Three Things You Need to Know About TVAAS

The Tennessee Value-Added Assessment System (TVAAS) measures the impact schools and teachers have on their students’ academic progress. TVAAS is a powerful tool because it measures how much students grow in a year, and shines more light on student progress than solely considering their score on an end of year test. While the formula itself is complex to provide the most reliable data, there are three fundamental things everyone should know about TVAAS.

1. TVAAS measures student growth, not whether the student is proficient on the state assessment.

For example, a student who is behind academically may show significant academic growth but not be proficient on the end of year test. Another student may also not be proficient on the end of year test, but not show any growth. The teacher added a lot of value to the first student’s academic development (and increased their likelihood of being proficient in 6th grade), and little value to the second student’s academic development. TVAAS allows educators to consider their students’ achievement (their score on the end of year assessment), as well as their growth (the progress students make year to year).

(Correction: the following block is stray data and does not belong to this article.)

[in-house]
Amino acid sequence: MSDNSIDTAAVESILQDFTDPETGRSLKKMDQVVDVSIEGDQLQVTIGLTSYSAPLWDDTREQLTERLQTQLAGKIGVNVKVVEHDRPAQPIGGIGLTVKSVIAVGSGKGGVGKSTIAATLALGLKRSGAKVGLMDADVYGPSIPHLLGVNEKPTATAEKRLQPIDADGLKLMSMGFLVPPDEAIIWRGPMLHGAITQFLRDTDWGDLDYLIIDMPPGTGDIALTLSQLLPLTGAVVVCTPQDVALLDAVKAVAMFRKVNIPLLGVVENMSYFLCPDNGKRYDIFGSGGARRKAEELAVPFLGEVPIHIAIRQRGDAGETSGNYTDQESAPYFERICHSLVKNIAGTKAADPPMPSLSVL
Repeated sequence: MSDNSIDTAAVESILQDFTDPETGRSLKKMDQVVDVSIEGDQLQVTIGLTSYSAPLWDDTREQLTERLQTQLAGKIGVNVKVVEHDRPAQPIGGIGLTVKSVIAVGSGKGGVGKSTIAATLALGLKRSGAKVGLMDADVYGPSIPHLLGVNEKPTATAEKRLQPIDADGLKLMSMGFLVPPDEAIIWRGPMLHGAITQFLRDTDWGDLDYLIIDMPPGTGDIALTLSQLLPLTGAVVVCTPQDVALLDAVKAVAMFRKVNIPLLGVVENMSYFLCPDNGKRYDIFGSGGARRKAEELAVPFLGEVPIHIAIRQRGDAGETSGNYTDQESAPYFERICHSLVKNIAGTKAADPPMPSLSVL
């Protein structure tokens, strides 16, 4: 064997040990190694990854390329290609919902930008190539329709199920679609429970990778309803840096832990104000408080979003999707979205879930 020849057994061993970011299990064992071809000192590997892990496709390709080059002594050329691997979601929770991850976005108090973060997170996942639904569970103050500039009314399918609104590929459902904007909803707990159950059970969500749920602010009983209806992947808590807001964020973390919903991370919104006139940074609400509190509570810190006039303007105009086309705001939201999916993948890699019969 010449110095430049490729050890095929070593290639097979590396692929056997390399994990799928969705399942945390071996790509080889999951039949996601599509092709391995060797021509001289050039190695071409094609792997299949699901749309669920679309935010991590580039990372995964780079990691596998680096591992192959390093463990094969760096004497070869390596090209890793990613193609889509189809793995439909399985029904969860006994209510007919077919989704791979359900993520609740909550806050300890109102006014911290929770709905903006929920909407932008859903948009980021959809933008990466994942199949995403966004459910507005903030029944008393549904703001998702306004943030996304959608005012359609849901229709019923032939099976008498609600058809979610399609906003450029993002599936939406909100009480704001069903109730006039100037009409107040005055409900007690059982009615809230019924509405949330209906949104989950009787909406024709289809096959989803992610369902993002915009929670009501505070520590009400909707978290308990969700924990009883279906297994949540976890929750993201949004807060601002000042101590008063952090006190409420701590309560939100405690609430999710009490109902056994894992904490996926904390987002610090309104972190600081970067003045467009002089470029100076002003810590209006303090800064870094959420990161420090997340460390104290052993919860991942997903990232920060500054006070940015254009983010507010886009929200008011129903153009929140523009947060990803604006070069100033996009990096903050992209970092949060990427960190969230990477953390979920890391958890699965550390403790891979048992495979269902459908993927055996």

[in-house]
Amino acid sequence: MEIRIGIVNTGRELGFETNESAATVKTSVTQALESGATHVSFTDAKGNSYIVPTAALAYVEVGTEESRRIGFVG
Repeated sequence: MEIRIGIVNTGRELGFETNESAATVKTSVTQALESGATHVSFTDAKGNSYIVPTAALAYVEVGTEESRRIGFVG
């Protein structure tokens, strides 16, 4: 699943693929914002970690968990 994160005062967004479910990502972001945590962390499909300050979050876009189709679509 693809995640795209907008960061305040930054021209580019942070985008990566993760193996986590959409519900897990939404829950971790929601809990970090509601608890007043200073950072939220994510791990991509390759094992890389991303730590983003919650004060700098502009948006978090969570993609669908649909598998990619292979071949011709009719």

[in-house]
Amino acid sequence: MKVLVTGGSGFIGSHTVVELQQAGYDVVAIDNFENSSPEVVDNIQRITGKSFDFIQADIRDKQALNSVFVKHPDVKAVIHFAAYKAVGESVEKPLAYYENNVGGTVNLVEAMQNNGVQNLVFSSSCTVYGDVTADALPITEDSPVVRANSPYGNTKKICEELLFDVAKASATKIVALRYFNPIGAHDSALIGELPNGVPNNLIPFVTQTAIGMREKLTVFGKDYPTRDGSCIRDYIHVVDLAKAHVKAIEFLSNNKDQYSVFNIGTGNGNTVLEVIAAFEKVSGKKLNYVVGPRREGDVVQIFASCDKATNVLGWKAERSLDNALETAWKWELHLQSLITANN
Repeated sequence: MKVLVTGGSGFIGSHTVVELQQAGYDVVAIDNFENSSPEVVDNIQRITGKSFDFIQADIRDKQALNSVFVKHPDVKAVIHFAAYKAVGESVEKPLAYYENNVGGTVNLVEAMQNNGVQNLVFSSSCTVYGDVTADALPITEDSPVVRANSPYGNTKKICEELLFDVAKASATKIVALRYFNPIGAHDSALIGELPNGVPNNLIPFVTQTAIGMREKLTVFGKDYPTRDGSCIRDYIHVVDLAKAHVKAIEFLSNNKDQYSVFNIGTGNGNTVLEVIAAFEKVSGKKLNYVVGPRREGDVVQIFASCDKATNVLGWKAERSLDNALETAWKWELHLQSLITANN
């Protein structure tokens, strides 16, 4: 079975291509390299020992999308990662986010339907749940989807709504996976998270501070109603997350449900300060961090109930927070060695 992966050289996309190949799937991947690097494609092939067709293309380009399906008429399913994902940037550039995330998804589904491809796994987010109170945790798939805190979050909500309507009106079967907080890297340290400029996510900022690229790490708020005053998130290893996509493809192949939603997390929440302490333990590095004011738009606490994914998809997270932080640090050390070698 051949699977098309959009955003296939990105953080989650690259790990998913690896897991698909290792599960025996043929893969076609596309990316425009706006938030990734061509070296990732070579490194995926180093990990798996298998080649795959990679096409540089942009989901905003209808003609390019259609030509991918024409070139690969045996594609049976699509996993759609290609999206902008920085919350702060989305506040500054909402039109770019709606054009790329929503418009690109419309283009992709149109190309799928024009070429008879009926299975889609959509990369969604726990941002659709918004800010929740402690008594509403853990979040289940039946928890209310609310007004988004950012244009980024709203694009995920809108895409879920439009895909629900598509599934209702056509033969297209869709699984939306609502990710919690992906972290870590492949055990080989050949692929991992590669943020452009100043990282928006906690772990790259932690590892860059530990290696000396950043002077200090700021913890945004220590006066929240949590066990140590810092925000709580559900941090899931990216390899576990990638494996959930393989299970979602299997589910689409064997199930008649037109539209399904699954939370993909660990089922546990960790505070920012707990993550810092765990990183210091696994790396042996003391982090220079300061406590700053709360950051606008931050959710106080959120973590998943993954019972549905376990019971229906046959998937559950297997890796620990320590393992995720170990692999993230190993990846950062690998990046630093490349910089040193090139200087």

2. Low-achieving students can grow, and their teachers can earn strong TVAAS scores.

When students grow more than expected, that growth is reflected in a teacher’s TVAAS score – regardless of whether the student earned below basic, basic, proficient or advanced on the state assessment. For example, Lucie E. Campbell Elementary, Georgian Hills Elementary, and Treadwell Elementary in Memphis had low achievement scores based on the TCAP, but had very high TVAAS scores.

3. High-achieving students can grow and their teachers can earn strong TVAAS scores.

Just as children grow in height each year, they also grow in academic ability. If a second grader is tall in relation to her peers, she will need to continue to grow each year to be tall relative to her peers in fifth grade. A tall second grader who does not continue to grow will soon be a short fifth grader. Likewise, our highest performing students still have room to grow academically and their teachers can still earn high TVAAS scores. Even students who consistently earn advanced scores can demonstrate growth. For example, in 2013 Williamson County had the highest achievement in the state based on the TCAP. Williamson County teachers also had some of the highest TVAAS scores in the state.

Find more TVAAS resources on the department of education’s TVAAS resource page. You can also read about the father of TVAAS, Dr. Bill Sanders, in this Classroom Chronicles feature.